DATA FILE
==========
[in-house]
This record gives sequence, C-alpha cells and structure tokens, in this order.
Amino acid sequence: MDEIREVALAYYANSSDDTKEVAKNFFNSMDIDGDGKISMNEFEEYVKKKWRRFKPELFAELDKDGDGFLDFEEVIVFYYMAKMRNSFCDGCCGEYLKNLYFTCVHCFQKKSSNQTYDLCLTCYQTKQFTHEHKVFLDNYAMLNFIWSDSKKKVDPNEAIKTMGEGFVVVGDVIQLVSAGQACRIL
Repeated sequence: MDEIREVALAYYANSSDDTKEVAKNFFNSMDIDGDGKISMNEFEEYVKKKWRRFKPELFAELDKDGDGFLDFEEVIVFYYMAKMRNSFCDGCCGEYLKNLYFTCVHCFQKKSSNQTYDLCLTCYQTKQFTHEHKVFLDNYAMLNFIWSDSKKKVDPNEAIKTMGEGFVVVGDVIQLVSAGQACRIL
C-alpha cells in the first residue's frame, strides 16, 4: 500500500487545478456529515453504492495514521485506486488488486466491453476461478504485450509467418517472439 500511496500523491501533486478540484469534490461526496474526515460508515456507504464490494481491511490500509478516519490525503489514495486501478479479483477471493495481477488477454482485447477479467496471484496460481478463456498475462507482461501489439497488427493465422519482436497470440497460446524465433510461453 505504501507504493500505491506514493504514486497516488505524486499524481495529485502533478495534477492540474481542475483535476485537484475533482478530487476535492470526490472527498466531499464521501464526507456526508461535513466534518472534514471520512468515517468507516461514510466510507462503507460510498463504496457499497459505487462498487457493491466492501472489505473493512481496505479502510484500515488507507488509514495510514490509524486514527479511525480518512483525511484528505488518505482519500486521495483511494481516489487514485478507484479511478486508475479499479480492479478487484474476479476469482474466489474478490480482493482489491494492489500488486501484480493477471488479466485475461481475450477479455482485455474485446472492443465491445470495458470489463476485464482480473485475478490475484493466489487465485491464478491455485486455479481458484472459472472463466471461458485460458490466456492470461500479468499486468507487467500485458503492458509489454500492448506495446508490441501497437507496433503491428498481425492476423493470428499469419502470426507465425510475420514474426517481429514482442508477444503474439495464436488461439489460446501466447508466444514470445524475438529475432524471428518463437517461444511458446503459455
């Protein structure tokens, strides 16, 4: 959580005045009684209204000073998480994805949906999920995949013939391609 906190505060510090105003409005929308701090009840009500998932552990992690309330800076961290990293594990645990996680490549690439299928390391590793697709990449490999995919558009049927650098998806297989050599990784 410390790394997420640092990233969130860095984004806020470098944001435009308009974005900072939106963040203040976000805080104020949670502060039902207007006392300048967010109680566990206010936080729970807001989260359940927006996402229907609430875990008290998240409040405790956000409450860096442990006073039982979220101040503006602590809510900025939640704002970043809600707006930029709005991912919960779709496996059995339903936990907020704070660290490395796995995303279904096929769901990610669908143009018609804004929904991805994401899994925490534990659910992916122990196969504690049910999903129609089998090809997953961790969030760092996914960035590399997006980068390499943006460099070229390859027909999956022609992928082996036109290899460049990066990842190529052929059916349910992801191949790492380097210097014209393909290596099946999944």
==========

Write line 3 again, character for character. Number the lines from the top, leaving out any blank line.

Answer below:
Amino acid sequence: MDEIREVALAYYANSSDDTKEVAKNFFNSMDIDGDGKISMNEFEEYVKKKWRRFKPELFAELDKDGDGFLDFEEVIVFYYMAKMRNSFCDGCCGEYLKNLYFTCVHCFQKKSSNQTYDLCLTCYQTKQFTHEHKVFLDNYAMLNFIWSDSKKKVDPNEAIKTMGEGFVVVGDVIQLVSAGQACRIL